A Missouri family is seeking justice for a man who passed away after an adverse reaction to tainted Chinese Heparin. They say Tyco Healthcare waited too long to recall the drug, and the death toll continues to rise. As of August 2018, 81 other deaths linked to tainted Heparin have been reported. While Tyco Healthcare has not yet publicly explained why Freddie James Williams Sr. passed away, the FDA is investigating 81 additional deaths.
Heparin contaminated with OSCS
In a nationwide heparin recall, the OSCS component in tainted Heparin caused allergic and sometimes fatal reactions in hundreds of patients. The FDA is now investigating the possible cause of the problem, but the FDA has not yet approved a substitute for the chemical, which is substantially cheaper than heparin. In response to the contaminated heparin, Baxter Healthcare recalled 9 lots of heparin vials and filed a class action lawsuit on behalf of affected patients.
In 2009, the FDA found traces of OSCS in heparin that triggered severe reactions, including anaphylactic shock. This is because the OSCS mimics the effect of heparin. The FDA suspects that the drug manufacturer intentionally introduced OSCS to dilute heparin. This is a common misconception and is one of the main arguments in the Heparin contaminated with OSCS recall lawsuit.
Baxter’s failure to monitor for contaminants
In a recent Heparin Recall lawsuit, a group of doctors alleges that Baxter failed to properly monitor for contamination of its heparin. The heparin, manufactured in China, was contaminated with an unknown substance. The FDA has ordered the company to inspect the Changzhou SPL plant, which provided Baxter with heparin. However, the FDA never inspected the plant, and Baxter reportedly did not conduct a follow-up inspection. This has led to claims that multiple companies were involved in the tainted heparin contamination.
The recall came about after the FDA revealed the presence of Over-Sulfated Chondroitin Sulfate, a synthetic compound with anticoagulant properties. Baxter acquired contaminated API from a Chinese supplier and incorporated it into heparin products. This recall led to over eighty deaths and prompted a global recall of Baxter heparin products.
Unapproved preservatives in heparin
A series of recent recalls have linked unapproved preservatives to adverse reactions to Heparin. In February, the FDA announced that heparin products manufactured by Baxter International Inc. were linked to a spike in adverse events, causing the company to stop producing the drug. The company recalled the remaining supply in the US market, and FDA officials encouraged hospitals to switch to non-Baxter heparin.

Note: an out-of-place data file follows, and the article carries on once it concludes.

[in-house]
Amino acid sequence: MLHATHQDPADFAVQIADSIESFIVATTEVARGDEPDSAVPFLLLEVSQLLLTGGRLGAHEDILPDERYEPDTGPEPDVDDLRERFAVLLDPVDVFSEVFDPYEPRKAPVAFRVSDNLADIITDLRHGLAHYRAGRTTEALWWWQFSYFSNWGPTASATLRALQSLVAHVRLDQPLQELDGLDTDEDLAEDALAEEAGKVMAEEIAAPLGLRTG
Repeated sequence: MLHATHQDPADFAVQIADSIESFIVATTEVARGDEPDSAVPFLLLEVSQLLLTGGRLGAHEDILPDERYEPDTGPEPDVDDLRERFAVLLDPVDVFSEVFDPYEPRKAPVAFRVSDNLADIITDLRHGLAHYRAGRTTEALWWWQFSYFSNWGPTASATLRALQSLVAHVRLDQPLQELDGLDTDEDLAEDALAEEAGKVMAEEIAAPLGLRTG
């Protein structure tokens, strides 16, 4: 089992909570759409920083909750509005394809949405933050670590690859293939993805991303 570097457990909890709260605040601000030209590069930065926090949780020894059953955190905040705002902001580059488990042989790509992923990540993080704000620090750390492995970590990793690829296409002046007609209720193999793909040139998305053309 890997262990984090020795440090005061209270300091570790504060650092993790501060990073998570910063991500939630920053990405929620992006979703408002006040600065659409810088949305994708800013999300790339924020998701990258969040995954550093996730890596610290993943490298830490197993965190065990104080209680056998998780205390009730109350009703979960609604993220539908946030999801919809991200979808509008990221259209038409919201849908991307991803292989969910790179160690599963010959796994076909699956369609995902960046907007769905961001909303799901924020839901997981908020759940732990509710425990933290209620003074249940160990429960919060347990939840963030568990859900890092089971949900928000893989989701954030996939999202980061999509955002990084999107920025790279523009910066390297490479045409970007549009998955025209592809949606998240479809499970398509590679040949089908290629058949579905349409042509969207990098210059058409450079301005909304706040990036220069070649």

One drug that contains unapproved preservatives is Benzyl Alcohol. Benzyl alcohol has been associated with serious adverse effects in neonates, and can even cause birth defects. While the background risk of major birth defects during pregnancy is unknown, all pregnancies carry a risk of adverse effects, including birth defects. However, estimates of the background risk of miscarriage in the U.S. general population are approximately 2-4% and between 15-%.
Allegations of serious allergic reactions from contaminated heparin
The FDA is investigating dozens of cases of serious allergic reactions to tainted heparin, which were caused by a contaminant found in Chinese factories. The FDA’s investigation found inadequate oversight and supply chain management, as well as a complicated production process prone to abuse. So far, no one has been charged with committing fraud or other mismanagement. Allegations of contaminated heparin have also affected patients in other countries.
The FDA announced this study after learning that a synthetic compound called OSCS was intentionally contaminated with heparin. This contaminant, also known as over-sulfated chondroitin sulfate (OSCS), was acquired by the drug manufacturer, Baxter, from a Chinese supplier. Baxter then incorporated this contaminant into certain heparin products.
Legal implications of contaminated heparin
If contaminated heparin is a causal factor in the onset of thrombosis, then the legal implications are numerous. While it is difficult to draw a direct correlation between contaminated heparin and thrombosis, studies suggest that a contaminant in heparin can cause certain illnesses and injuries. These studies also show that contaminated heparin is harmful in subcutaneous administration.
The FDA identifies the contaminant in contaminated heparin as Oversulfated Chondroitin Sulfate, a chemical that does not naturally occur in heparin production. The FDA issues a warning letter to Changzhou SPL Facility and holds live hearings on the contaminated heparin disaster. Pharmaceutical executive Robert Parkinson admits liability and testifies before the Subcommittee on Oversight and Investigations.